Fashion has always been associated with a surprise element; be it good, bad, or ugly the runway never stopped. For the first time, due to the aftermath of the Covid19 pandemic, fashion businesses across the globe were hit by an unexpected halt that no one saw coming. From disrupted season cycles to rock bottom sales, every big and small brand struggled to survive; and those that couldn’t cope were forced to shut shop. It was the year of no trends and survival was the biggest challenge for all names big and small. With all the commotion and disruption still churning the industry, here are some unexpected takeaways that are worth recalling for a rollercoaster year 2020.
Conscience calling: Though it’s the toughest year we are in it to win it, and it’s a story we will live to tell, believes designer Ranna Gill. She says, “The digital space is the biggest winner of 2020, and in coming years new ideas will add a spark to fashion. Newer designers will eventually emerge in the industry and it will add a new spin. People who were in a rat race, out and about were forced to simmer down. People are aware as they have time to think, and they are rejecting fast fashion and asking for things like sustainable fabrics and non-chemical dyes.”
Designer Jenjum Gadi agrees with the rise in fashion consciousness and points out that due to the pandemic people were forced to forget the West and look at what was available around them. He says, “We started appreciating our local produce, and if a situation like this can happens again we will be forced to depend on what we have around. People got more educated about how we harmed the earth, and to avoid it now people are making efforts to buy less and meaningful stuff.”
Level playfield: When the pandemic hit the economy, people became conscious shoppers and turned to indie brands, while a lot of big names were shutting down the newer players came to play. This in itself was a game-changer as people supported local karigars and reasonable brands over foreign goods. According to Vishakha Sethi of the label Shrutkirti, minimalism is the key to sophistication and it was an idea that struck a chord with everyone. She says, “Growing up, I have seen the shift from traditional techniques to mass production techniques to be price conscious and these techniques are now viewed as a luxury, high-end, and costly. The karigars earn the bare minimum for these techniques, for their strengths, and usually – it’s the brand that ends up keeping huge margins in between. We launched our label in the pandemic, and not only did we gain customers, but at the same time we have also provided employment for karigars and weavers, a lot who lost their jobs during this time.”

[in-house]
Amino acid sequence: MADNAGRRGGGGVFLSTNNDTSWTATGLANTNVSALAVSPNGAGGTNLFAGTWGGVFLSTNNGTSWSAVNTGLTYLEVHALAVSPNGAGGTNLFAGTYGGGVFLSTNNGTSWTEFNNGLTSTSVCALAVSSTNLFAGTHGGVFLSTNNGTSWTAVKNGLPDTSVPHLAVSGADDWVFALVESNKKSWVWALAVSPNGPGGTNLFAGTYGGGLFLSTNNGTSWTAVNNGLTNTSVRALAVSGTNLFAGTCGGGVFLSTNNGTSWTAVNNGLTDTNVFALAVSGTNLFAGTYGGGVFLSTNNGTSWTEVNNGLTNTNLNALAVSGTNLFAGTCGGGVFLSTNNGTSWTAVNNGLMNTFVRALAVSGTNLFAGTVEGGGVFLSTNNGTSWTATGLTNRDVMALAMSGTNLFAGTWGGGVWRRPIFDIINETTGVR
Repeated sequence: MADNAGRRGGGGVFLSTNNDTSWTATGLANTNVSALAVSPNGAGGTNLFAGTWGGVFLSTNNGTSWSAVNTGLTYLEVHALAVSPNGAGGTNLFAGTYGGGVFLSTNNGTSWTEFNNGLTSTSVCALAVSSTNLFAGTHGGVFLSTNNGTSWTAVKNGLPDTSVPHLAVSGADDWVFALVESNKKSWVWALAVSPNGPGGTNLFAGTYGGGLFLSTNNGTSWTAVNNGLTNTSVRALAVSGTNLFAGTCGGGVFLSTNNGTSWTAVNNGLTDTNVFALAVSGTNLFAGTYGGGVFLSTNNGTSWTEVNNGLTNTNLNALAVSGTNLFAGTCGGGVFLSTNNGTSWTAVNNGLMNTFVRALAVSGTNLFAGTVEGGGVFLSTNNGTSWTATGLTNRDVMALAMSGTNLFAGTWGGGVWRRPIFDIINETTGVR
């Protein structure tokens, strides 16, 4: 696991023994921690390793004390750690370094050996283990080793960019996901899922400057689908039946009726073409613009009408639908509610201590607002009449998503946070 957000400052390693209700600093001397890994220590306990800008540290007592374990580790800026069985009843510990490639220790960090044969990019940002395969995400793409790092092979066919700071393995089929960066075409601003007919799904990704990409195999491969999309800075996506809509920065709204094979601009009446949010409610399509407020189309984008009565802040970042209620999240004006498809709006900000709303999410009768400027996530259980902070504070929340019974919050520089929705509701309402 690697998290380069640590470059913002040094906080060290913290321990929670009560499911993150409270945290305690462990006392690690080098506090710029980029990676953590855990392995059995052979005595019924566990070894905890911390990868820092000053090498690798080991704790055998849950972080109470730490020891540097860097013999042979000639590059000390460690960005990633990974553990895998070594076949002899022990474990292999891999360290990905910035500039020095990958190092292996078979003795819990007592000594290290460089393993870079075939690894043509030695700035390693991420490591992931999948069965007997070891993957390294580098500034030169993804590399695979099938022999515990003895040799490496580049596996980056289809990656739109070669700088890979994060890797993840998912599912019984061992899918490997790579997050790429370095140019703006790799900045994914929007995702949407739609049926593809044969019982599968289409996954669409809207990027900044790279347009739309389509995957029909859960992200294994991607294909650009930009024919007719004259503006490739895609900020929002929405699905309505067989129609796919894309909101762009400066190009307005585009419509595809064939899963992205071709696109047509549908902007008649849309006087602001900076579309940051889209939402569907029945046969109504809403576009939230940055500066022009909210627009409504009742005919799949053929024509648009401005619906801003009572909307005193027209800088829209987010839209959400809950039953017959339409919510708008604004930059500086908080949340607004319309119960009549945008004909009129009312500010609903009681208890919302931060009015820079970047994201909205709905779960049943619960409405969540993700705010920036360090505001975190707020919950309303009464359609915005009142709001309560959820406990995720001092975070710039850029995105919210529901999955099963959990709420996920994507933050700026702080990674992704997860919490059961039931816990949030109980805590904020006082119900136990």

Local love: To push the Atmanirbhar Bharat and revive the long-lost crafts of India, many curators and designers started work with artisans directly to procure handmade pieces in Ajrakh, Shibori, Aari, Tarakashi, bone inlay work, jaali work on wood and Kinnauri weaves. Akansha Dixit, CEO of Craft Maestros, used her platform to populaise rare craft traditions for a sustainable ecosystem between artisans and consumers. She shares, “Handicrafts entail a labour intensive process with the result being a unique piece of artistic value, so it’s not just any other product. A way to highlight this is to make sure the consumer interacts, even if for a moment, with not just what has been bought, but also with the human angle involved in it – and the authenticity certificate is one way to ensure this. As for our community of master artisans, we give their craft due recognition with their credit and fair payment to make Indian handicrafts more integrated with the mainstream.”
Slow fashion: The sudden lockdown put a full stop to the frenzy of new launches, investments, promotions, and productions. Jyoti Singh of the label Rang Riwaaz, talks about the introspection and rethinking of production strategies and remarks, “While we became cautious as a fashion house, our clients also became mindful when the outfits for weddings squeezed to 2-3 per wedding guests as compared to the usual 7-8 outfits. The demand for timeless pieces, especially for Parsi Gara embroideries and Zardosi work went up. As masks became the fashion accessory of the year, handcrafted masks were the most loved pieces as they guaranteed zero toxic products and practices.”
Digital revolution: What was ideally expected to happen in the e-commerce fashion business ten years from now happened all of a sudden in a year that was full of uncertainties. The rise of everything digital – fashion shows, marketing, showcase, sales, and expansion of startups – was a solid reason that restored the fashion industry’s broken back in a short time. Vedang Patel, co-founder of the online brand The Souled Store, mentions, “When the lockdown was first announced, there was absolute uncertainty on when things will restart. Being a start-up, the number one rule is to be agile and to always innovate. A major shift of the offline demand went online and the term revenge shopping went viral. We soon learned that we could calibrate our machines to start making masks, which not only helped put people to work but started cash flow. We focused on making shorts and casual tees as everyone needed clothes to wear at home. Since unlocking in June we could supply again, and by August our business had quickly recovered to its Pre-Covid state.”